Thursday, January 15, 2009

I talked to the guy behind the president

Signing ceremony for the William Wilberforce Trafficking Victims Protection Reauthorization Act
So, here I am looking at a photo of a guy I interviewed, and he's standing behind George W. Bush at a signing ceremony at the White House. I'm thinking "that's pretty cool". I know it's not as if I was the one standing behind the president, but still pretty cool.

For those who don't recognize the man I'm referring to, that's Gary Haugen - president and CEO of International Justice Mission. And he was there, with others from various human rights groups, for the signing of the William Wilberforce Trafficking Victims Protection Reauthorization Act (originally passed in 2000, this reauthorization will increase funding and institute several policy reforms). A pretty big occasion, if you ask me. Sure, laws are passed all the time, but they all mean something and we should all have an interest in them.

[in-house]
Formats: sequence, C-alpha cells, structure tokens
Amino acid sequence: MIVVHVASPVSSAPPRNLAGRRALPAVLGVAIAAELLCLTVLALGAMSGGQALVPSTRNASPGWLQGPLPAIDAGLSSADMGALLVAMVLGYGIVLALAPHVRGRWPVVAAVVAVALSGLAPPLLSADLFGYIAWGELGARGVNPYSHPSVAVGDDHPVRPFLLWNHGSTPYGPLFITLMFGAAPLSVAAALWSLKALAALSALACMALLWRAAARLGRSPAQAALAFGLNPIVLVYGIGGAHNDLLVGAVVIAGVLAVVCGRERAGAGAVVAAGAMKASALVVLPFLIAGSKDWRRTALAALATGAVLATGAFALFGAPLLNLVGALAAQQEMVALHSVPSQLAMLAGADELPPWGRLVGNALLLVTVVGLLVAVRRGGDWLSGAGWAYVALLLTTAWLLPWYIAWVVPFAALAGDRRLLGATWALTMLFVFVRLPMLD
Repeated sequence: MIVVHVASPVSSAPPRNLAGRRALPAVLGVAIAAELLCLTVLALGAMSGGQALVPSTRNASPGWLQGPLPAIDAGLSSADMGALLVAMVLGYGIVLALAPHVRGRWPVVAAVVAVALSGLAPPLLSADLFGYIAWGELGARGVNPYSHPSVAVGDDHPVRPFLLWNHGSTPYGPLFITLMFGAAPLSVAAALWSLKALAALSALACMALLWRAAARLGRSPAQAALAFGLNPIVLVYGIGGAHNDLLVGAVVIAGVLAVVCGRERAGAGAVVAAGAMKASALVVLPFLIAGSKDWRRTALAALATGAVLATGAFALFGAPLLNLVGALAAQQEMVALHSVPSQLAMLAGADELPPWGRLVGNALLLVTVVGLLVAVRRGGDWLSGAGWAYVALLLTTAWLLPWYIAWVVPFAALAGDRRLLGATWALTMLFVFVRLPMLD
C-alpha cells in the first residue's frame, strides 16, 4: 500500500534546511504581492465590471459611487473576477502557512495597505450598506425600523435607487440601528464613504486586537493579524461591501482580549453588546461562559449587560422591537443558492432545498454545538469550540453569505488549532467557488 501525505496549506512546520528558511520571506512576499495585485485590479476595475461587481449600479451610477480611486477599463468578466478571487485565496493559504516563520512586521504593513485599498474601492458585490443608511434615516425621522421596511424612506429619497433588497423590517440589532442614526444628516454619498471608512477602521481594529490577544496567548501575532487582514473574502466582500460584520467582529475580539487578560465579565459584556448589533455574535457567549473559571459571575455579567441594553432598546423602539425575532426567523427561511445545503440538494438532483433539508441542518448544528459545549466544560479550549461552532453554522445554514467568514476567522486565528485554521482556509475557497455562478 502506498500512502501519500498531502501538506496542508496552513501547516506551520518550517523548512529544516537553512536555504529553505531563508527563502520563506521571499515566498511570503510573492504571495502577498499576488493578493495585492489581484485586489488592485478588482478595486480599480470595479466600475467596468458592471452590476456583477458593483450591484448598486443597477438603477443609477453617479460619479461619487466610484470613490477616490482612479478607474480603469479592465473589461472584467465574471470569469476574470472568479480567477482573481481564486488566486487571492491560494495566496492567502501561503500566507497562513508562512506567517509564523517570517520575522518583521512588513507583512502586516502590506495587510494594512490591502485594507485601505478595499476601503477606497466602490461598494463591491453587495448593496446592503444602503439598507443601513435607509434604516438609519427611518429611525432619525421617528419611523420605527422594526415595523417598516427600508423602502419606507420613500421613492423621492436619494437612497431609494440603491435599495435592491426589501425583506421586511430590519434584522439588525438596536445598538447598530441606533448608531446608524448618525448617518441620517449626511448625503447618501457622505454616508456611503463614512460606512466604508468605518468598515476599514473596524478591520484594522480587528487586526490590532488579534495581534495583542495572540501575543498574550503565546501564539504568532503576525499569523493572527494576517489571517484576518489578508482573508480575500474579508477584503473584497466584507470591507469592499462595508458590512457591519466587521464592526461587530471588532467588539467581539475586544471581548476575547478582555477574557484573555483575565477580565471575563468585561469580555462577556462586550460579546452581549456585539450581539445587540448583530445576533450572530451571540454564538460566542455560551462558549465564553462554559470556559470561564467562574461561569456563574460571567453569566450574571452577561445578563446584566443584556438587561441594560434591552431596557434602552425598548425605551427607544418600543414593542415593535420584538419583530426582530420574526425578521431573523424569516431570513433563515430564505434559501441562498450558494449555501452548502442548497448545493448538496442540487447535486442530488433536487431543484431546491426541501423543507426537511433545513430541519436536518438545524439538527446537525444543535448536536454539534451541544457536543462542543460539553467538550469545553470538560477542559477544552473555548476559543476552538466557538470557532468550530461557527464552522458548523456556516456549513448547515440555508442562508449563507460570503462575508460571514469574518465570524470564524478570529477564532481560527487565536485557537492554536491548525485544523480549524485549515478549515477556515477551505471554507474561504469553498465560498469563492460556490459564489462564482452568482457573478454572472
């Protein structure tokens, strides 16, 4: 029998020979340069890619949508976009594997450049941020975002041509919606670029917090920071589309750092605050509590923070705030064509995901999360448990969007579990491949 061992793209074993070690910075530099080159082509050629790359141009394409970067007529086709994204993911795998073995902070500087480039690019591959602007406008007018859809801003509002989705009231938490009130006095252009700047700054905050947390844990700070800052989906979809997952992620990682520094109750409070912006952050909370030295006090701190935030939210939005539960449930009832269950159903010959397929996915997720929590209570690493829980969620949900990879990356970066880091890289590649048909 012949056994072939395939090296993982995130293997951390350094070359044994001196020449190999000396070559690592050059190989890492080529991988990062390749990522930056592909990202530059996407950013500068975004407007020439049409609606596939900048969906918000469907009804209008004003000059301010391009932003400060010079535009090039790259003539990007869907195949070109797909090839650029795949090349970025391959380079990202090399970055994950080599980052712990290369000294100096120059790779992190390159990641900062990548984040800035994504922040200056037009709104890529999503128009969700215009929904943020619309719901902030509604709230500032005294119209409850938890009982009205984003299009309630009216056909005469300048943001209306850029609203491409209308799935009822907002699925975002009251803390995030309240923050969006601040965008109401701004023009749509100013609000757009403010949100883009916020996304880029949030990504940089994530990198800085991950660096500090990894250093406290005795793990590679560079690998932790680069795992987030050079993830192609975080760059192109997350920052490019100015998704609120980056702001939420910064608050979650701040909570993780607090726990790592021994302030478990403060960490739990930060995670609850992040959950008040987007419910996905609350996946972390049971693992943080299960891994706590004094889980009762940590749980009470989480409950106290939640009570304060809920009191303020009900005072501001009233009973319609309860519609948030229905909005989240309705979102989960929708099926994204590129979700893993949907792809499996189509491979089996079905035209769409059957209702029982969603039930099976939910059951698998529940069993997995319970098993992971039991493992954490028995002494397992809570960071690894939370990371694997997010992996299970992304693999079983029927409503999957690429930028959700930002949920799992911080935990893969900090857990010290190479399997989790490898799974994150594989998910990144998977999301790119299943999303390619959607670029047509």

Oh, and speaking of IJM, I'm not the only one speaking of IJM. They've been in the news a lot lately. The New Yorker just ran an article on IJM and Gary Haugen, written by Pulitzer Prize-winning journalist Samantha Power. You can read the article here, which I recommend. In fact, I'm not the only one who recommends the article. You can read some comments about it from The Wall Street Journal Law blog, who were quite impressed both with the article and the subject.

Oh, and I've a new post up on Inspired to Action. It's about Nicholas Kristof, an editor at the New York Times, and some of his recent articles on modern slavery and the sex trade. Not about IJM, but closely related to their work. Check it out and tell me what you think, okay?

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JSue said...

Whew! Good thing you pointed out George W, I'm not sure we'd have know which one of these fellas was the President...

euphrony said...

JSue, thank you for your blessing of sarcasm. The Lord has truly given many gifts, and the spiritual gift of sarcasm may be one of the least understood. Fortunately, I am blessed with the gift of interpretation . . .

JSue said...

You're so very welcome!

Is sarcasm a virtue...?

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